Jeff Chiu/Associated Press
San Francisco Giants outfielder Brandon Belt was not pleased Wednesday’s 6-3 loss to the Cincinnati Reds ended on a called third strike with him at the plate and the potential tying run on deck in Evan Longoria, and he insinuated home plate umpire Doug Eddings wanted the game to end.
“There are just some times when you have a feeling that one or two of them are trying to get the game over with, whether that’s through what they say or what they do,” Belt said, per Henry Schulman of the San Francisco Chronicle.
Schulman noted Belt said Eddings has discussed wanting games to end quickly “multiple times” and said such an attitude isn’t fair to the players.
“That just can’t happen. You can’t have these guys affecting games and affecting careers. We had a really good hitter coming up after that who could have tied the game for us and he never got that chance because (Eddings) calls a ball so far off the plate I don’t think I could have touched it.”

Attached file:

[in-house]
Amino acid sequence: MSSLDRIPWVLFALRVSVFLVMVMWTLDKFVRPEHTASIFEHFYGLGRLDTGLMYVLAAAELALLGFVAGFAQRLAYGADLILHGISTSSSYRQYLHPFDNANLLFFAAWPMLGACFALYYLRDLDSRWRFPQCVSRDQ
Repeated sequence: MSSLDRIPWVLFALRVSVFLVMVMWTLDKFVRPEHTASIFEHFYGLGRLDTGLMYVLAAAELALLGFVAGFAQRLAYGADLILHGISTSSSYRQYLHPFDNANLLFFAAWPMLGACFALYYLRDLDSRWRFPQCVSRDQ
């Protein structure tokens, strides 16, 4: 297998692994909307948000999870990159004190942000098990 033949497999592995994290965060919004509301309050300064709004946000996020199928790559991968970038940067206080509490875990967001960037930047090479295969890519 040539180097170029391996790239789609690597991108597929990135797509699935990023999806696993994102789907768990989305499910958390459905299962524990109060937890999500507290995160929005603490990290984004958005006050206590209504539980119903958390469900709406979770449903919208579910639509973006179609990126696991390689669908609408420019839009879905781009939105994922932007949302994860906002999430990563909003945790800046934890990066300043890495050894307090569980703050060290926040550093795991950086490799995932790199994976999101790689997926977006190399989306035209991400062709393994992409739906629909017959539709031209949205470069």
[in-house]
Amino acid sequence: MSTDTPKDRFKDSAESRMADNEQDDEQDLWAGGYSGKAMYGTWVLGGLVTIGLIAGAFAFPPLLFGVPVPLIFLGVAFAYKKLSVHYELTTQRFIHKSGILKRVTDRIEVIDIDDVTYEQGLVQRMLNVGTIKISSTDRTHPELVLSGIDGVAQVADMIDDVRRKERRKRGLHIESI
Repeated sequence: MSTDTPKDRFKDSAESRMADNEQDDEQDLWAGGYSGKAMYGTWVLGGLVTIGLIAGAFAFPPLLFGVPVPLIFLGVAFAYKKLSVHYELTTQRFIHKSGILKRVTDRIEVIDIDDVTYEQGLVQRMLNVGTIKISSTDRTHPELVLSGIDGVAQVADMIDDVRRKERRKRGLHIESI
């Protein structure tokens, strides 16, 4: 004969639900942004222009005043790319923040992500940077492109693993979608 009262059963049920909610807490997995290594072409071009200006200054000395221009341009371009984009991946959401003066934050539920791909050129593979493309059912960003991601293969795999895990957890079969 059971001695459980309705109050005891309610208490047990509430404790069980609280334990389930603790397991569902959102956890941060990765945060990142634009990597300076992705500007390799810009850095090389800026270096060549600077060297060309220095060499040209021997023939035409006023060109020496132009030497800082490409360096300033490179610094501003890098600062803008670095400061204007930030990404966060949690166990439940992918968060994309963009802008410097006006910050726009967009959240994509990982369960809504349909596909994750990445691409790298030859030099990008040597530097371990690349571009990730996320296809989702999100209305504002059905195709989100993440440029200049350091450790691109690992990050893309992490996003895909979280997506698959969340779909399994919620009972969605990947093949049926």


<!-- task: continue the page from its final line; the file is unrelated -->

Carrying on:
Belt went 2-for-5 with a home run during Wednesday’s contest and is hitting .301 on the season, one reason Schulman said his “strike-zone awareness has been off the charts.”
Umpiring decisions on balls and strikes is a topic that has made headlines in baseball in recent years, especially as the technology around the game improves.
Fans can’t sit through a broadcast without a technologically accurate representation of the strike zone showing whether pitches should be called balls or strikes. Many broadcasts even feature three-dimensional models of the strike zone superimposed over home plate, providing additional accuracy to the viewers.
With replay reviews already part of the sport, the next logical step for many would be automated strike zones to eliminate umpiring mistakes and conflicts with managers and players, like the most recent one involving Belt.
Last year, Chicago Cubs utility man Ben Zobrist pointed to the potential need for such a system after a controversial strikeout call that ended a game.
“If we want to change something like that, we’re going to have an electronic strike zone because human beings are going to make mistakes,” he said, per Jesse Rogers of ESPN.com.
However, Bob Nightengale of USA Today noted in August that commissioner Rob Manfred publicly came out against automated strike zones and suggested they won’t be happening anytime soon.
Belt probably would have preferred one in place Wednesday.